Selwyn Duke
Race in the third millennium
By Selwyn Duke
November 25, 2008

Although the show was propaganda produced by leftist Norman Lear, no one could accuse "All in the Family" of not being funny. Its protagonist, blue-collar bigot Archie Bunker, is one of those legendary television characters, and one of his uproarious lines is apropos here. It was uttered during a scene in which his daughter, Gloria, passionately asked him, "Daddy, did you know that 65 percent of the people murdered in the last ten years were killed by handguns?" The curmudgeonly patriarch's reply was classic: "Would it make you feel any better, little girl, if they was pushed outta' windas'?"

While what follows isn't the conclusion Lear wanted us to draw, the truth is that many Americans would feel better. People tend to fixate on the boogeyman of their ideology, and they often don't trouble much about evil when it's not committed in his name.

We see examples of this phenomenon today, and this brings me to a couple of questions of my own. Can tyranny be visited in the name of only one particular lie? And would it make you feel any better if millions were oppressed or murdered to promote a fashionable lie? The truth is, sadly, millions would feel better.

Archie's characteristic fault, bigotry, is today a very unfashionable lie. It's also a very exaggerated one. Up until just recently, millions of Americans were absolutely certain a black man could never be elected president. I had pointed out on numerous occasions, both at private gatherings and in print (here, here and here, for instance), that America is the least "racist" country on Earth and that a black person could very easily ascend to the White House. So, before we proceed, let's make something crystal clear.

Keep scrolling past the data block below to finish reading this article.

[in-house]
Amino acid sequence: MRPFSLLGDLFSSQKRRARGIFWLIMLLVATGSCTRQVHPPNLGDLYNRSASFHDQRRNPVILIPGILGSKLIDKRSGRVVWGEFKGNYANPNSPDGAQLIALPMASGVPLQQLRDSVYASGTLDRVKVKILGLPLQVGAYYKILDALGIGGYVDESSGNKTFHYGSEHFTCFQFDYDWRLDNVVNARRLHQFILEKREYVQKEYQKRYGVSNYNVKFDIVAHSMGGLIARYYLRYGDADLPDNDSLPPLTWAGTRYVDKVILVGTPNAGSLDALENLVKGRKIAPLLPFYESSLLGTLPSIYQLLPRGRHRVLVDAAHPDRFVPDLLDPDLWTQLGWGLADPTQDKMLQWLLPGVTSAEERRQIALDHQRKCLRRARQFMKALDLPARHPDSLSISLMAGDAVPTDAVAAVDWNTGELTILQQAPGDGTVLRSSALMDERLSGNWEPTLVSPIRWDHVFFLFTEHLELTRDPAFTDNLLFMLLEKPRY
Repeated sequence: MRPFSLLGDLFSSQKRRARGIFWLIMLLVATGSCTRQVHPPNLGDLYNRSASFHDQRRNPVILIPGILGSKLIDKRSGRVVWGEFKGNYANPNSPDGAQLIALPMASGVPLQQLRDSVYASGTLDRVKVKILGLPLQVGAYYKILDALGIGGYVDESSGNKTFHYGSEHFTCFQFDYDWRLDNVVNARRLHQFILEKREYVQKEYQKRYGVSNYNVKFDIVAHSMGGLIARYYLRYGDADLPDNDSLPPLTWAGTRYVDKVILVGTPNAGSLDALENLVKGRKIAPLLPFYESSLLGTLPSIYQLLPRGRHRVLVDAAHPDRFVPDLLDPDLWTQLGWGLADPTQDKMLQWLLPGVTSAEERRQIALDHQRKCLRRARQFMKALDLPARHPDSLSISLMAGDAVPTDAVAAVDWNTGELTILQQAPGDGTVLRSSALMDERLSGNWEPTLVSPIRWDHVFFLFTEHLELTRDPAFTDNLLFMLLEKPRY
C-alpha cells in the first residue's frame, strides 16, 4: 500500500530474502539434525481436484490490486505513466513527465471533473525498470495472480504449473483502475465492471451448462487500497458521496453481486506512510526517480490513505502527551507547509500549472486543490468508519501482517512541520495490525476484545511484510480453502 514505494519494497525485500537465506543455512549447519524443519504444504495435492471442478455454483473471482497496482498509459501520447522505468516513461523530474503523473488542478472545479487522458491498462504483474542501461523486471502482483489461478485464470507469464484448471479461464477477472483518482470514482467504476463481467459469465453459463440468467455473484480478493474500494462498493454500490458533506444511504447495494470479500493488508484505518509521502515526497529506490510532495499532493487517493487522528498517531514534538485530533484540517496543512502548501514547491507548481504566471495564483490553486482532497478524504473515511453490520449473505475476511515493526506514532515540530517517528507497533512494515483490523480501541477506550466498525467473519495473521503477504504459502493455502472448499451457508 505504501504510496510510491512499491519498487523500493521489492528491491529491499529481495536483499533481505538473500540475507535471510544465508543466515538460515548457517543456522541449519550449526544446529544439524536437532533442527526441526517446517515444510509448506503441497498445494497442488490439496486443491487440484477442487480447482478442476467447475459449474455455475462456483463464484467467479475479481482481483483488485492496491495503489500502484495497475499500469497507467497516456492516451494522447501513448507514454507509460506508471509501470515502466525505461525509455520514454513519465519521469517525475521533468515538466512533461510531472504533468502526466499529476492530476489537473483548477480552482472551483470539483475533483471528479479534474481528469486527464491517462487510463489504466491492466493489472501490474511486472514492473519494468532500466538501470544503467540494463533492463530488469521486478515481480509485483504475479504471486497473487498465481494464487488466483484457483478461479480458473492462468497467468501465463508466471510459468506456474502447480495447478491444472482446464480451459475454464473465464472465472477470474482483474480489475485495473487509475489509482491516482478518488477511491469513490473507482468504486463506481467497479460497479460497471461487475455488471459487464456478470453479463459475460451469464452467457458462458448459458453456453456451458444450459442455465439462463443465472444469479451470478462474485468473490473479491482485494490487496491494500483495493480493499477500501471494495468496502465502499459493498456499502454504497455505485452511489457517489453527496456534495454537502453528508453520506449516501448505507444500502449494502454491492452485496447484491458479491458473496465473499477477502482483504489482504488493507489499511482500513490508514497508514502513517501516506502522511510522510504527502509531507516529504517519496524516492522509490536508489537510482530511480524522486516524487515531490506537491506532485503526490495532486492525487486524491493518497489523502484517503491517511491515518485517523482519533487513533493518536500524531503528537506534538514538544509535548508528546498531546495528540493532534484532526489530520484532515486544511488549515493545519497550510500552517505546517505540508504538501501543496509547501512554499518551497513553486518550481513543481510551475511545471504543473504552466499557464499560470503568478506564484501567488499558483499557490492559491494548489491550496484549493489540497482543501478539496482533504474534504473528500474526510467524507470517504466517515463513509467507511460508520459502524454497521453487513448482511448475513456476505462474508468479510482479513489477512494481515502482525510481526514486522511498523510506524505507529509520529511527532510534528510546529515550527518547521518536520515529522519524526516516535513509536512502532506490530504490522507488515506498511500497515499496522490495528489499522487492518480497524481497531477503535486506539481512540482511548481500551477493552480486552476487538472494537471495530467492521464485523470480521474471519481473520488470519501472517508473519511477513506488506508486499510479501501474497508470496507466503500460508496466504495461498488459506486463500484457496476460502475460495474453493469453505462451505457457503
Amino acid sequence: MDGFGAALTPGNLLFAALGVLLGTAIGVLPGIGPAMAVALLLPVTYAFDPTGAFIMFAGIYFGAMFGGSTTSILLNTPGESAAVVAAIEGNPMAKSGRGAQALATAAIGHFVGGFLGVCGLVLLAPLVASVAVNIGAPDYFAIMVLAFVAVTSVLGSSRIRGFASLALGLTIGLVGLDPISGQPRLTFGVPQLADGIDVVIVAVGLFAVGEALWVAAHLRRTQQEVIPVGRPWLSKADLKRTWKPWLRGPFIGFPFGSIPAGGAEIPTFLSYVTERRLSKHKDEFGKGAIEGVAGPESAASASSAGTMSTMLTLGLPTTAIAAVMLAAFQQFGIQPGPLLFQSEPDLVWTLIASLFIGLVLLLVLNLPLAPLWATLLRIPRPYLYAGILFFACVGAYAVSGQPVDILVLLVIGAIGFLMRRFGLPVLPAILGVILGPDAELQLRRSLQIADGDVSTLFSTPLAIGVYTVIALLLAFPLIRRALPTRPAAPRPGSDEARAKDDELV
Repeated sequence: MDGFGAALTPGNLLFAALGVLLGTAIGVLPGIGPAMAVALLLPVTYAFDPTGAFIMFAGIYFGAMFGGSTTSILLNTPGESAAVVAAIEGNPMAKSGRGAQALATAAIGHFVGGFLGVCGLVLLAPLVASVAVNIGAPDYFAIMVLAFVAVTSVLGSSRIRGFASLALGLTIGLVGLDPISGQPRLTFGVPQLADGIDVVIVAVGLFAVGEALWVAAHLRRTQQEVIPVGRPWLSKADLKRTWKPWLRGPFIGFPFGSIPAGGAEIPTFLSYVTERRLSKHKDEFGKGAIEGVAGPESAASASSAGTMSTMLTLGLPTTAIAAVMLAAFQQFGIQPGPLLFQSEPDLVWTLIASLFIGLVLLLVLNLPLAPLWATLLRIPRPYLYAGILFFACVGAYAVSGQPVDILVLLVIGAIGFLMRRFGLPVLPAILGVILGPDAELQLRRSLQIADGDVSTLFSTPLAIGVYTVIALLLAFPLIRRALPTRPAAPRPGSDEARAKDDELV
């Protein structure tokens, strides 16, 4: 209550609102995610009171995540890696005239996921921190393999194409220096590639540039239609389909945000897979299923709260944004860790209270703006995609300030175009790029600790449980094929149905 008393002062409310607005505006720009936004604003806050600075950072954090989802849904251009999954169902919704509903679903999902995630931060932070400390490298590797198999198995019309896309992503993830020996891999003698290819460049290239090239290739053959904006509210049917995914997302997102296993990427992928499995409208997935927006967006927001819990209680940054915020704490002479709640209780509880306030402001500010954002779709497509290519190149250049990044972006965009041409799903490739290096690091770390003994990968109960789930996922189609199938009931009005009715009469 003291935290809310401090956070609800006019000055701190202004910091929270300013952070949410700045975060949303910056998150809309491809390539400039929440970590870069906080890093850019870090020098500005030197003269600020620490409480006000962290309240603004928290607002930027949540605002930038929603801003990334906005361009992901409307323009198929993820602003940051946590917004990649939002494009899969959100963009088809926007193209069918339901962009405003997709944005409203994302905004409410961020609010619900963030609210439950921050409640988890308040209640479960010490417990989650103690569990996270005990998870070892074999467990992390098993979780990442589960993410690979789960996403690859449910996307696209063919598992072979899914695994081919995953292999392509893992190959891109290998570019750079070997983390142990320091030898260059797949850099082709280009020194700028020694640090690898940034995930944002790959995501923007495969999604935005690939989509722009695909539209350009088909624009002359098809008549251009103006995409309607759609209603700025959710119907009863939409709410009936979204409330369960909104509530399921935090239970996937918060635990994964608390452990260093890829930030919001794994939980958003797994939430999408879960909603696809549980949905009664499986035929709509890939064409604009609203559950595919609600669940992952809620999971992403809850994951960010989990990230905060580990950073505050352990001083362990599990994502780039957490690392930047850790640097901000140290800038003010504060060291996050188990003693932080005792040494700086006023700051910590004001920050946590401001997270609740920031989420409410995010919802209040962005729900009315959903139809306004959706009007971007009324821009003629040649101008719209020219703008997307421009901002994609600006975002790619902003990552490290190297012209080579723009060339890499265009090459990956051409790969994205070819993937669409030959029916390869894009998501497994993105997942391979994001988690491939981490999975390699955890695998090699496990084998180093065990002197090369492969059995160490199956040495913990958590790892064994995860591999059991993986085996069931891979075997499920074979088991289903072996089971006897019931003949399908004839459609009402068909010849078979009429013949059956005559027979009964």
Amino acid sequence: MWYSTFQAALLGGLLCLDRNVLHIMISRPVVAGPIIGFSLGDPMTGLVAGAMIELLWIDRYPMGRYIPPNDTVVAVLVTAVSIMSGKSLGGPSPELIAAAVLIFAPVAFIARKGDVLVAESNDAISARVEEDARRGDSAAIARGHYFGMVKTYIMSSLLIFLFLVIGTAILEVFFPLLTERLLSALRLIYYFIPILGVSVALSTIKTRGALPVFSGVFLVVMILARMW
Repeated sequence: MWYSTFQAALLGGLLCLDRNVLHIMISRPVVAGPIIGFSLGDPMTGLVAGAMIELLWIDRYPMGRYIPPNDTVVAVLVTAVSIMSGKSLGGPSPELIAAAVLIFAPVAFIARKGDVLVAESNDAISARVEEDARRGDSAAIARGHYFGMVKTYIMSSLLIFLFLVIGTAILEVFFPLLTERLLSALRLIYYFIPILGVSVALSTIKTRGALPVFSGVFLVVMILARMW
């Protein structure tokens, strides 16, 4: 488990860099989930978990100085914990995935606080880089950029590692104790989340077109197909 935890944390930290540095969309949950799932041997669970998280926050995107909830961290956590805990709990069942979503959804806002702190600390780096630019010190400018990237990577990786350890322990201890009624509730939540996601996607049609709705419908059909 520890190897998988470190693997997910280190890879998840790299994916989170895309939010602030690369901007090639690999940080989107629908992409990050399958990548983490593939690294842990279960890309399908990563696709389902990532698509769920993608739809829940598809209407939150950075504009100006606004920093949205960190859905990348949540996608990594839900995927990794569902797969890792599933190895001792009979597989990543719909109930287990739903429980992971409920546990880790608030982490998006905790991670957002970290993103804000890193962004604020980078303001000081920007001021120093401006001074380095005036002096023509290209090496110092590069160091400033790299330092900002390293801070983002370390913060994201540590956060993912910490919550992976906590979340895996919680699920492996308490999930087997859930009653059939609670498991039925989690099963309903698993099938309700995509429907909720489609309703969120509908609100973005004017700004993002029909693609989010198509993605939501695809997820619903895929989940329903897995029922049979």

I and my philosophical soul mates were right, and the other side was wrong.

Very wrong.

Completely, irrefutably, unambiguously wrong.

How they could be so wrong? The answer is, they're in the grip of a false ideology that is emotionally pleasing to them. And the cool regions of the head are easily trumped by the raging fires of the heart.

People have always been raised with certain dogmas. In our time, the three r's of education are revisionism, relativism, and racism, and we are instilled with the notion that the last thing is the end-all and be-all, the source of all our woes. In fact, the modern version of that old biblical admonition would have to be "Racism is the root of all evil."